New Business School Majors Bring New Ways of Learning

'Lecture-capture' format creates a virtual online classroom of live teaching

Richard Gentry leads his GB 370: Entrepreneurship and Management class using the lecture-capture option. Submitted photo

OXFORD, Miss. – With more than 3,600 students enrolled in the University of Mississippi School of Business Administration, the challenge of meeting students’ needs provides opportunities to develop additional and creative ways to teach.

This fall, the school launches two new majors for undergraduate students: entrepreneurship and general business. Along with these programs, the school also is introducing a “lecture-capture” option that allows students to complete courses either in a physical classroom or through a virtual classroom using the internet.

“Students today grew up watching content over the internet at the time of their choosing,” said Rich Gentry, associate professor of management. “By building a professional facility to produce lectures, we can give the students what they want and need without sacrificing quality, academic integrity or rigor.

“Sixty-seven percent of students rate the online experience as very good or excellent, and enrollment is increasing in these classes. One student asked me when biology was going to roll out this format.”

The new entrepreneurship program provides students with education and tools to create a business, work with start-ups or to contribute, through innovative efforts, to an existing company.

The general business option provides a solid core curriculum in business and requires students to match that with a minor outside the business school. For instance, a student interested in owning and running an art gallery one day might opt to major in general business and minor in art history.

The lecture-capture option was the brainchild of Gentry and Bob Robinson, chair and professor of management.

“We are excited to offer this program, because it allows us to effectively teach a new generation of students,” said Ken Cyree, UM business dean. “In our surveys, we find our students like our lecture-capture option and online formats.

“This choice allows them to review parts they did not understand. This additional method of delivering classes helps students manage their busy schedules and, in general, provides flexibility that they appreciate.”

Holman Hall North, Room 122, is where Chad Hathcock, a multimedia specialist for the school, films many of the business school’s faculty, including Gentry, David Gligor, Paul Johnson, Jamieson Posey, Bonnie Van Ness and Allyn White.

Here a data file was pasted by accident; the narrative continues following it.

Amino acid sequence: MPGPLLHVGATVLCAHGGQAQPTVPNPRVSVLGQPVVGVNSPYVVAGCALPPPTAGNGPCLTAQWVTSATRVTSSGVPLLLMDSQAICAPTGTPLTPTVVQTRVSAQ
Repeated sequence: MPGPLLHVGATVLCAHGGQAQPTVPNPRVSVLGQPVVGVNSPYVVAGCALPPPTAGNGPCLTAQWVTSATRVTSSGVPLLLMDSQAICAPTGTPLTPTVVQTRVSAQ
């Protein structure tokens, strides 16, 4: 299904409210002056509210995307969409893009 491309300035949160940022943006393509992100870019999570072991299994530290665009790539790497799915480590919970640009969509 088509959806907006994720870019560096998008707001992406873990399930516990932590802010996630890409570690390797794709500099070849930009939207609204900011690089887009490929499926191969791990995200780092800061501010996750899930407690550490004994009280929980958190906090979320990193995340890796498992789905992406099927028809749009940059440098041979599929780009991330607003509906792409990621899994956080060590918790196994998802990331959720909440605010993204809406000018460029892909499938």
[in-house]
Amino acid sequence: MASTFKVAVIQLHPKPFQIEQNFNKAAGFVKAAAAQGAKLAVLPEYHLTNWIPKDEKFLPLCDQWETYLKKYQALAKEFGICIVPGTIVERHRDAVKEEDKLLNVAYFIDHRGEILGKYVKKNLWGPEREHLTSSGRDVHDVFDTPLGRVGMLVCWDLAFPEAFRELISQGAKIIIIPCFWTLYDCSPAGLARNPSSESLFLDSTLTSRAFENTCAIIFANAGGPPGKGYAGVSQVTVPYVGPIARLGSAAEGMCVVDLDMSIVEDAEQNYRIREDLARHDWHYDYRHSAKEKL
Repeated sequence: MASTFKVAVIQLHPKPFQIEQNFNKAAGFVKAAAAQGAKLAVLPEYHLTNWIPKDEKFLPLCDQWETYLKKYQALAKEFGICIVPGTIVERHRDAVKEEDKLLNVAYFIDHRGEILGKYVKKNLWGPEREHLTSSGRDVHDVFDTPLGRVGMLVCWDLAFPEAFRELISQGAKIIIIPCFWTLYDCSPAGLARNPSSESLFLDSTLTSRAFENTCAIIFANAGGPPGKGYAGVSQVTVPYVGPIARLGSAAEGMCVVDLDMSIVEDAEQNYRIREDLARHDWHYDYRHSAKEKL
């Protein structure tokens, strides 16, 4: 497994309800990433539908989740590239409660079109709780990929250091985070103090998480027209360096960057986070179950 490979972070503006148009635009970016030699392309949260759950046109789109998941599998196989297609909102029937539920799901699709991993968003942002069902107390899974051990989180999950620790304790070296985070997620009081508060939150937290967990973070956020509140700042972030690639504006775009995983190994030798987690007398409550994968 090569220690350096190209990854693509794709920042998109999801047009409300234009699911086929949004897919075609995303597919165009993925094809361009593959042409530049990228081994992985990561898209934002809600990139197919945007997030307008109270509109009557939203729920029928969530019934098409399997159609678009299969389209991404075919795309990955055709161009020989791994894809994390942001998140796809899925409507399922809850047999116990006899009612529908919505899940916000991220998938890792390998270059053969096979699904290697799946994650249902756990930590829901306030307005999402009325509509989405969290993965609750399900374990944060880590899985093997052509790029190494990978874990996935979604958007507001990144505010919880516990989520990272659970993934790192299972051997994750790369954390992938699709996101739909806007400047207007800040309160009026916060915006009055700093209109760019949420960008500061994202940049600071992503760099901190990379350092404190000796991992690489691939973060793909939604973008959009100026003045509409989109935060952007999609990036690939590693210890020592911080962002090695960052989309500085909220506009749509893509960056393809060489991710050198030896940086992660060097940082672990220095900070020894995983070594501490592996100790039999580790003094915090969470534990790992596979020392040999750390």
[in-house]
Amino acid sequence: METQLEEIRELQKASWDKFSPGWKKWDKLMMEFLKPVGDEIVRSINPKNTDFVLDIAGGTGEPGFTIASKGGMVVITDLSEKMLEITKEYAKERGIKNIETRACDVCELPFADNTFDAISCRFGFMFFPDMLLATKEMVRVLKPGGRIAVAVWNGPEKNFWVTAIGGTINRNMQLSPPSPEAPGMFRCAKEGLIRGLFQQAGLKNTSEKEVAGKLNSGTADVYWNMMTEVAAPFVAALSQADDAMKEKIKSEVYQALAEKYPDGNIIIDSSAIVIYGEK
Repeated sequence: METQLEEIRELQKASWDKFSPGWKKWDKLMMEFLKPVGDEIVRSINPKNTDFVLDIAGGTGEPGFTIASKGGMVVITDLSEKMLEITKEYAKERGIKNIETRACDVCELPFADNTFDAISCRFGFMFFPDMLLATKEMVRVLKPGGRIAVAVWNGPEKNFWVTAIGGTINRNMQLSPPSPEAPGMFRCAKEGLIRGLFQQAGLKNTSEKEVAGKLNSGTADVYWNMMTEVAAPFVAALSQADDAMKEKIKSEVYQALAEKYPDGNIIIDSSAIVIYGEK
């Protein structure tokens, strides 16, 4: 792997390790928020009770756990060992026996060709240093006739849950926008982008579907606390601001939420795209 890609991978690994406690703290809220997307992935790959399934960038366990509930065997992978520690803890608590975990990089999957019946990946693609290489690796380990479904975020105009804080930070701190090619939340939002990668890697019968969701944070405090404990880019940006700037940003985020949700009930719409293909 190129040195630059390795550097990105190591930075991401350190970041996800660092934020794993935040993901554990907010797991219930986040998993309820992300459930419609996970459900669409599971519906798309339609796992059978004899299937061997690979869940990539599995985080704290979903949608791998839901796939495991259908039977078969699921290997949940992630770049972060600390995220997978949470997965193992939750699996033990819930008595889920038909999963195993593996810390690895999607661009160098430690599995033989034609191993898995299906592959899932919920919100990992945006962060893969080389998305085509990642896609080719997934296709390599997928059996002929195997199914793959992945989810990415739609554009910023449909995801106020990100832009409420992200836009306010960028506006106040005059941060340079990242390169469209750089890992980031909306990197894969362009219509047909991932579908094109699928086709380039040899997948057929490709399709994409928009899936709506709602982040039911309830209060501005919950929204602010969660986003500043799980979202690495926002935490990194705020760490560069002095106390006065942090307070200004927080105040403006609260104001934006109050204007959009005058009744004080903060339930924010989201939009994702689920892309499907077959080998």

These professors lecture to roughly 25 students – the live section – in areas of entrepreneurship, finance, management and marketing, all classes that are part of the general business curriculum.

“The level of student satisfaction with the lecture-capture format used for the online sections of these classes has been very impressive but not surprising,” said Del Hawley, the school’s senior associate dean. “We strive to make the quality of the recordings as high as possible, and the students really appreciate it.

“Not having to go to a class at particular times of the day throughout the semester is also very popular, as it frees up students’ time for jobs or other activities, and allows them plan their time more effectively.”

This approach is also a way to utilize some of the school’s best teachers to train a much larger audience.

Professors present a traditional lecture to a classroom of students who ask questions and engage. Then, a larger group – the web section – is able to use this instruction online. Students in the web section sit for examinations four times a semester.

This method of learning is different from online teaching because students are able to watch live interaction between the professor and live section students.

“The lecture-capture format gives the students an enormous amount of flexibility,” said James Flanders, general business program coordinator. “The students can watch the lecture at the time and place of their choosing and are not tied down to a physical classroom.”